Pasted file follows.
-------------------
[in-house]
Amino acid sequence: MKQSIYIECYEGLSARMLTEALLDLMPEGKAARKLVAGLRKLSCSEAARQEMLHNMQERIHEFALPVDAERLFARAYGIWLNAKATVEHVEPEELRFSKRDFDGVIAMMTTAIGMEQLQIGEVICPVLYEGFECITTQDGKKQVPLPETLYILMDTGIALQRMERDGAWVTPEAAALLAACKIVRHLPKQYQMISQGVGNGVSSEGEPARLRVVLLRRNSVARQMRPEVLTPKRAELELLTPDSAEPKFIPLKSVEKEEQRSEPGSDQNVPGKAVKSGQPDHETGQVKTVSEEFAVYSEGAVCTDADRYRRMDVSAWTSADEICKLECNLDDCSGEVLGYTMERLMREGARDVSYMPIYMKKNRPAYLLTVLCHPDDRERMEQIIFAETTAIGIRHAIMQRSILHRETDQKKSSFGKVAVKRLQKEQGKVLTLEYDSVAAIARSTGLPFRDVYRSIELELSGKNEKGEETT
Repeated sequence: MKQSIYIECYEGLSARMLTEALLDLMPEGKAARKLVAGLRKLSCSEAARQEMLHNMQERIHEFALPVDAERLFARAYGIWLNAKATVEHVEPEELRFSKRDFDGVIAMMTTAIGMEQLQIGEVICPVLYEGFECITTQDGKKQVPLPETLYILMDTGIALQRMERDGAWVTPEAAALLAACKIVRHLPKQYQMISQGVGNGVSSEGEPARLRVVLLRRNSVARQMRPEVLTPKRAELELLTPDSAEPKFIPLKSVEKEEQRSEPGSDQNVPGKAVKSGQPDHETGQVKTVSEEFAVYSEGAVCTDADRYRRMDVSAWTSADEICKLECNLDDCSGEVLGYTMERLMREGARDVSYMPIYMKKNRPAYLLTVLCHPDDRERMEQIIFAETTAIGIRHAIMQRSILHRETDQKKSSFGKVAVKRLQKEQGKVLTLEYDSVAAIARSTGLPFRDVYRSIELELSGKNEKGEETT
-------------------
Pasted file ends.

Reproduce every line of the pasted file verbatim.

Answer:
[in-house]
Amino acid sequence: MKQSIYIECYEGLSARMLTEALLDLMPEGKAARKLVAGLRKLSCSEAARQEMLHNMQERIHEFALPVDAERLFARAYGIWLNAKATVEHVEPEELRFSKRDFDGVIAMMTTAIGMEQLQIGEVICPVLYEGFECITTQDGKKQVPLPETLYILMDTGIALQRMERDGAWVTPEAAALLAACKIVRHLPKQYQMISQGVGNGVSSEGEPARLRVVLLRRNSVARQMRPEVLTPKRAELELLTPDSAEPKFIPLKSVEKEEQRSEPGSDQNVPGKAVKSGQPDHETGQVKTVSEEFAVYSEGAVCTDADRYRRMDVSAWTSADEICKLECNLDDCSGEVLGYTMERLMREGARDVSYMPIYMKKNRPAYLLTVLCHPDDRERMEQIIFAETTAIGIRHAIMQRSILHRETDQKKSSFGKVAVKRLQKEQGKVLTLEYDSVAAIARSTGLPFRDVYRSIELELSGKNEKGEETT
Repeated sequence: MKQSIYIECYEGLSARMLTEALLDLMPEGKAARKLVAGLRKLSCSEAARQEMLHNMQERIHEFALPVDAERLFARAYGIWLNAKATVEHVEPEELRFSKRDFDGVIAMMTTAIGMEQLQIGEVICPVLYEGFECITTQDGKKQVPLPETLYILMDTGIALQRMERDGAWVTPEAAALLAACKIVRHLPKQYQMISQGVGNGVSSEGEPARLRVVLLRRNSVARQMRPEVLTPKRAELELLTPDSAEPKFIPLKSVEKEEQRSEPGSDQNVPGKAVKSGQPDHETGQVKTVSEEFAVYSEGAVCTDADRYRRMDVSAWTSADEICKLECNLDDCSGEVLGYTMERLMREGARDVSYMPIYMKKNRPAYLLTVLCHPDDRERMEQIIFAETTAIGIRHAIMQRSILHRETDQKKSSFGKVAVKRLQKEQGKVLTLEYDSVAAIARSTGLPFRDVYRSIELELSGKNEKGEETT